The question that would not die. A decade of people asking “Are bloggers journalists?”

 by Martin Belam, 30 March 2012

I thought I’d fallen asleep and been transported back to 1997 today when I saw a tweet from Media Bistro asking “Are bloggers #journalists?”

After issuing a caps lock ranting frenzy on Twitter, I thought I’d try and get something positive from the experience, so I tried to find the first time anybody asked “Are bloggers journalists?” that still survived on the web.

In September/October 2003, Matt Welch wrote “The new amateur journalists weigh in” for the Columbia Journalism Review, which included this:

“Are bloggers journalists? Will they soon replace newspapers? The best answer to those two questions is: those are two really dumb questions; enough hot air has been expended in their name already. A more productive, tangible line of inquiry is: Is journalism being produced by blogs, is it interesting, and how should journalists react to it? The answers, by my lights, are ‘yes,’ ‘yes,’ and ‘in many ways.’”

Earlier than that, in January 2003, Media Matters covered the topic in a segment entitled “A trip to the blogosphere”. The PDF I found included a lesson plan called “Is blogging journalism?”

“The purpose of this activity is for students to better understand the similarities and difference between blogs and traditional journalism. Students will discuss the pros and cons of each medium and decide whether or not blogs qualify as journalism.”

The plan asked teachers to get their pupils to pick five blogs and then have them note the following:

  • How often does the blogger post messages to the site?
  • Does the site report news or comment on news reporting
  • Is the blogger articulate? Are his or her arguments convincing?
  • How often does the blog refer to other media, such as national newspapers, Sunday morning talk shows and the like?
  • Is the blogger liberal or conservative?

The students were then to be asked to “read selections from the traditional media publications, noting the style, tone, political leanings and content.”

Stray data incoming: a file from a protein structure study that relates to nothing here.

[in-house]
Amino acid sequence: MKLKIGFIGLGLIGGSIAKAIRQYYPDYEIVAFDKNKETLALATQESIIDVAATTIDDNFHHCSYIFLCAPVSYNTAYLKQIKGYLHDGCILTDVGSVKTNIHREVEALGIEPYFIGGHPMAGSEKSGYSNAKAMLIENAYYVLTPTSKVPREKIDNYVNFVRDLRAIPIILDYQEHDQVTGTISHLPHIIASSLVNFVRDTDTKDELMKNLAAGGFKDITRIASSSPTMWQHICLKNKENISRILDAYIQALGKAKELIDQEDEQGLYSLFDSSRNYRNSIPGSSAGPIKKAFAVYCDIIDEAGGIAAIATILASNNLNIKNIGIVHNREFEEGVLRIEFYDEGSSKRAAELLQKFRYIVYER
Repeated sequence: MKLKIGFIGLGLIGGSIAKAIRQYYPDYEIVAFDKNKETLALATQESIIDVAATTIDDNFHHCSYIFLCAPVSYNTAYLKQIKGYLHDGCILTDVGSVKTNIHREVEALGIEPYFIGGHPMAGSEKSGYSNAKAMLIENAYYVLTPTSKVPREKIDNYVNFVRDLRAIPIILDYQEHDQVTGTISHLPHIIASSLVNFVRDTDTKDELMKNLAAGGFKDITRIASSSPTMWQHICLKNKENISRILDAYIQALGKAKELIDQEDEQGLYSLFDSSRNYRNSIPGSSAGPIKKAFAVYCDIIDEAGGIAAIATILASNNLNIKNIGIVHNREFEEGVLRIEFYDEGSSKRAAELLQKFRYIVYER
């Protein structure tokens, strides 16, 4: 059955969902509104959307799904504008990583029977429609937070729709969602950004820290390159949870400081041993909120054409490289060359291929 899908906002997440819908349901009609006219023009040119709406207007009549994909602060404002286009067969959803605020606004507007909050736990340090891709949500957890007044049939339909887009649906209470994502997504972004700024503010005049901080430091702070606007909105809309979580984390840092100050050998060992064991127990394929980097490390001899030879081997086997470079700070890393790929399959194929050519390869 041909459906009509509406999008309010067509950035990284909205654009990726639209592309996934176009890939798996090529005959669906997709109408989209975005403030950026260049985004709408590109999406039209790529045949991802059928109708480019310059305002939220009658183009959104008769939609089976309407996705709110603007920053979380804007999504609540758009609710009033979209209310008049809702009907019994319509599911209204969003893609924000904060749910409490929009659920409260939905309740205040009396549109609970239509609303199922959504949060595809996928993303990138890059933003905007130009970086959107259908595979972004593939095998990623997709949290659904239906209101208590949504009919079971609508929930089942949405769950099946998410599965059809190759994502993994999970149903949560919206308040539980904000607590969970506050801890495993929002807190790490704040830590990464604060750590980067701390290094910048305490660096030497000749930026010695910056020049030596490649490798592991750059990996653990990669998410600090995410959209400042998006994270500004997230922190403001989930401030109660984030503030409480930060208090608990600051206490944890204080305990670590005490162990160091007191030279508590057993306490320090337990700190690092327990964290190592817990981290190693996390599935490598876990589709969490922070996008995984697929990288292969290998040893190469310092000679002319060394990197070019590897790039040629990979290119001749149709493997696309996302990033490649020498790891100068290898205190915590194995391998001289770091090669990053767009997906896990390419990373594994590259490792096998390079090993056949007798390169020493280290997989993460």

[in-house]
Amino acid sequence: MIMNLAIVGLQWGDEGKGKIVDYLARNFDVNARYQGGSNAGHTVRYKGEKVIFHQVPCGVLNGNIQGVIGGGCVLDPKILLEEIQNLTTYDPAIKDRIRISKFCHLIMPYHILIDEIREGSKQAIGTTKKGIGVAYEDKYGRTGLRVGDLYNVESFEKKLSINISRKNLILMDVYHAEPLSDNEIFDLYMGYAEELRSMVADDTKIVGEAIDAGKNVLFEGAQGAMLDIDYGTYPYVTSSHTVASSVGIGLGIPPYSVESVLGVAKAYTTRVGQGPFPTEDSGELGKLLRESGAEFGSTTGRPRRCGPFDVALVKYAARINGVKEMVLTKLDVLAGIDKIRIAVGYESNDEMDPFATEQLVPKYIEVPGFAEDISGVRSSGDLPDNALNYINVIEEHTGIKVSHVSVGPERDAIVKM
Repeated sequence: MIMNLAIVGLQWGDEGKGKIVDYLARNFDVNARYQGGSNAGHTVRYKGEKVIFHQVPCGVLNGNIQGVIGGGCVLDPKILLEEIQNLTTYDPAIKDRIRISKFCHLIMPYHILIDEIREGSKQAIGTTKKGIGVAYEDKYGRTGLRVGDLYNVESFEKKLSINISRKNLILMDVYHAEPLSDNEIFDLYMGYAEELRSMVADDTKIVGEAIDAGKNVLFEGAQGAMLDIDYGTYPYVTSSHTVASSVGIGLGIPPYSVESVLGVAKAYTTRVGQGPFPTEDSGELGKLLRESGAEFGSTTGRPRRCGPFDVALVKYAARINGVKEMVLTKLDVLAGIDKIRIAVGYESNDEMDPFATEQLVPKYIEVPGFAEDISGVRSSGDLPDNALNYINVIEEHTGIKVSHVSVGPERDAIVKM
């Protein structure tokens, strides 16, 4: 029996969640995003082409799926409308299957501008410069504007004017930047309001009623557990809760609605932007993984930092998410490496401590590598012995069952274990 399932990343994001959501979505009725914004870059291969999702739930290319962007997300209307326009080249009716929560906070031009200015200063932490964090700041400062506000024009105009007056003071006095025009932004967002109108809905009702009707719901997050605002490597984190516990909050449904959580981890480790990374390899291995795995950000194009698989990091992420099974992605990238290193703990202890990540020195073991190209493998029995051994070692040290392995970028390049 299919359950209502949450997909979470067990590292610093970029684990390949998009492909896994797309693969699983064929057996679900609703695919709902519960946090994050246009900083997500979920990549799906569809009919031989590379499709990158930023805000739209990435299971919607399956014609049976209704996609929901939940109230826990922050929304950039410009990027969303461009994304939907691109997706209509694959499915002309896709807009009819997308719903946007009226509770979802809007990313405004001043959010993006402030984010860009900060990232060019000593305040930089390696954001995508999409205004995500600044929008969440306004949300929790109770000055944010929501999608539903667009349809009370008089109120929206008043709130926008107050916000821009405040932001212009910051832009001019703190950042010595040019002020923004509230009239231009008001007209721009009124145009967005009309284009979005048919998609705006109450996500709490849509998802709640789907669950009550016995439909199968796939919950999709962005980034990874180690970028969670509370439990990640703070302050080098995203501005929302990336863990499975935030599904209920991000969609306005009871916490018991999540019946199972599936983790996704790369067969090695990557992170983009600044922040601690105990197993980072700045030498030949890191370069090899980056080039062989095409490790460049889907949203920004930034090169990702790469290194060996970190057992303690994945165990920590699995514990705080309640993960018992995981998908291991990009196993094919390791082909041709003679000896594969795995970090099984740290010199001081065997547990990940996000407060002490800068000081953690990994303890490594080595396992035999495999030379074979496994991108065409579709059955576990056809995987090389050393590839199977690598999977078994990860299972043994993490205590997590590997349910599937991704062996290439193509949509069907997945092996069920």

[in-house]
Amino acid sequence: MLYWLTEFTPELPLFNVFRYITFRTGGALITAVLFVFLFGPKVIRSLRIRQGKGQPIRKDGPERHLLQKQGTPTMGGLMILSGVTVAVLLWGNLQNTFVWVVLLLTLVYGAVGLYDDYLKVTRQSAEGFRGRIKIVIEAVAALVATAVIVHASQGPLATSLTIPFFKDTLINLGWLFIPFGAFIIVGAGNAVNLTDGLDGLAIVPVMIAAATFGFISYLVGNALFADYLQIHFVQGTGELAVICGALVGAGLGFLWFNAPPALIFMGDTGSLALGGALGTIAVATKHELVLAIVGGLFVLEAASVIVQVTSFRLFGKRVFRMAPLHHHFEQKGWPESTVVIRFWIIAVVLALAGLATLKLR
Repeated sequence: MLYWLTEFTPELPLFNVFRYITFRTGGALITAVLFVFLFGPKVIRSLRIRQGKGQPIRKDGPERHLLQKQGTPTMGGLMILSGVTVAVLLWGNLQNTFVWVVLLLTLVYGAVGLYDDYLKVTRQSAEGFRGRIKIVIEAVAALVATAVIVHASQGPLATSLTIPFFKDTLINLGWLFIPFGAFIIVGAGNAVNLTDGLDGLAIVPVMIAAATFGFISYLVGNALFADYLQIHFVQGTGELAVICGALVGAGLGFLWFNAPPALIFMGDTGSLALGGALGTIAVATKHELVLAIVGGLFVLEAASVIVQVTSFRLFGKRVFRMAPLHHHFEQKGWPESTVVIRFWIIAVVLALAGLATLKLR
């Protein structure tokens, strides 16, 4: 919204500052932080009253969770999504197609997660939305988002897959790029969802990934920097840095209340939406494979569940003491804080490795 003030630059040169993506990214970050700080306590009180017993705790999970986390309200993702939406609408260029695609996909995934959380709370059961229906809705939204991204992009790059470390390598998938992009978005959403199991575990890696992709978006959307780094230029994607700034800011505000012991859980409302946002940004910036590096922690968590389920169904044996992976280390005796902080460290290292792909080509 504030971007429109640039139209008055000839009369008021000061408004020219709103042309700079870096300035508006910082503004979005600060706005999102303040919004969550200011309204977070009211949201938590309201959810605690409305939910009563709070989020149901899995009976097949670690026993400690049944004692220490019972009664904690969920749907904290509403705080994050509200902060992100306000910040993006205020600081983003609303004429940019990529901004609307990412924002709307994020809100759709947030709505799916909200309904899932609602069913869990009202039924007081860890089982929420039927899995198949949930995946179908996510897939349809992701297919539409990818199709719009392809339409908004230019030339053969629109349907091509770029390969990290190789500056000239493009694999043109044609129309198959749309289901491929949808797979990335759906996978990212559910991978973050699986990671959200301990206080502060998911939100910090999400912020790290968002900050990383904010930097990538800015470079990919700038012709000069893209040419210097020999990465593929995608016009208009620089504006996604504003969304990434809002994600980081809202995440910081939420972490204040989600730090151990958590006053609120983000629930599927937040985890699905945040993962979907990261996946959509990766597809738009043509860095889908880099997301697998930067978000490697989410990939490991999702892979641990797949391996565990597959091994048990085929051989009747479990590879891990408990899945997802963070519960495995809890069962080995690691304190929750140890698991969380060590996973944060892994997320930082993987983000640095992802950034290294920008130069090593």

Finally the teacher is instructed “Have the students separate themselves into two groups: those who argue blogging is journalism and those who argue it isn’t. have each group compile evidence and reasoning for its argument. Hold a class debate”

The earliest explicit mention of the question I have been able to unearth via Google though is from 11th April 2002. On David F. Gallagher’s blog of pictures of New York City, he posted a link to an article entitled “Are bloggers journalists?” with the URL Sadly has disappeared, so I can’t retrieve the actual piece.

There is something lovely and poetic about it all. I was moved to do the research because of that tweet today, and it turns out that we are just a few days away from the ten year anniversary of the first reference I can find on Google to the question “Are bloggers journalists?”

Ten years.

A decade on, the question still makes as much sense as asking if hardbacks are journalism, or if paperbacks are journalism, or if cassette tapes are journalism. The answer is that you are confusing the medium with the message. If, when you read books or listen to tapes, the content is journalism, then it is journalism.

As Paul Bradshaw put it best, you might as well ask “Is ice cream strawberry?

Asking “Are bloggers journalists?” in September/October 2003...

...and in January 2003...

...and in April 2002


You can read the 2002 article on the Internet Archive

Does 'are webloggers journalists?' count? from 16th Sept 1999 (

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